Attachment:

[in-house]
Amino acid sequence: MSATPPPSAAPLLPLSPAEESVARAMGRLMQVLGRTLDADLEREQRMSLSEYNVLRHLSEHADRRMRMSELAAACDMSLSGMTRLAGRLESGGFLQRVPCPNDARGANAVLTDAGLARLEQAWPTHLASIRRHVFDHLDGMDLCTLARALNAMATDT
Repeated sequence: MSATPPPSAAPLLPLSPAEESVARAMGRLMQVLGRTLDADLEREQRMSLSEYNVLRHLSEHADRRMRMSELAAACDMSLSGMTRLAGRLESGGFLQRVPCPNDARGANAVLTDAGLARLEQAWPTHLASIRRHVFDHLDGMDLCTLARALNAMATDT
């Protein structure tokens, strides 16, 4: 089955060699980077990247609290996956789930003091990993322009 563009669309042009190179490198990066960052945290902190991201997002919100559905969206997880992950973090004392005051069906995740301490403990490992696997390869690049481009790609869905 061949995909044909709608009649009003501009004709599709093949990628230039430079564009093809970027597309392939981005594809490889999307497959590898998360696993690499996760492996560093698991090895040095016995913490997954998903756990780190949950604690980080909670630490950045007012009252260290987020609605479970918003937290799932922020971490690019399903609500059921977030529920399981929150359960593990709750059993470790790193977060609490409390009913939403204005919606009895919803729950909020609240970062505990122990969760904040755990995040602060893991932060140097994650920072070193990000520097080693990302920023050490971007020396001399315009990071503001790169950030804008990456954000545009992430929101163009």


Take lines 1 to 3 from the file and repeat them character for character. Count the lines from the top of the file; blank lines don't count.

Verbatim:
[in-house]
Amino acid sequence: MSATPPPSAAPLLPLSPAEESVARAMGRLMQVLGRTLDADLEREQRMSLSEYNVLRHLSEHADRRMRMSELAAACDMSLSGMTRLAGRLESGGFLQRVPCPNDARGANAVLTDAGLARLEQAWPTHLASIRRHVFDHLDGMDLCTLARALNAMATDT
Repeated sequence: MSATPPPSAAPLLPLSPAEESVARAMGRLMQVLGRTLDADLEREQRMSLSEYNVLRHLSEHADRRMRMSELAAACDMSLSGMTRLAGRLESGGFLQRVPCPNDARGANAVLTDAGLARLEQAWPTHLASIRRHVFDHLDGMDLCTLARALNAMATDT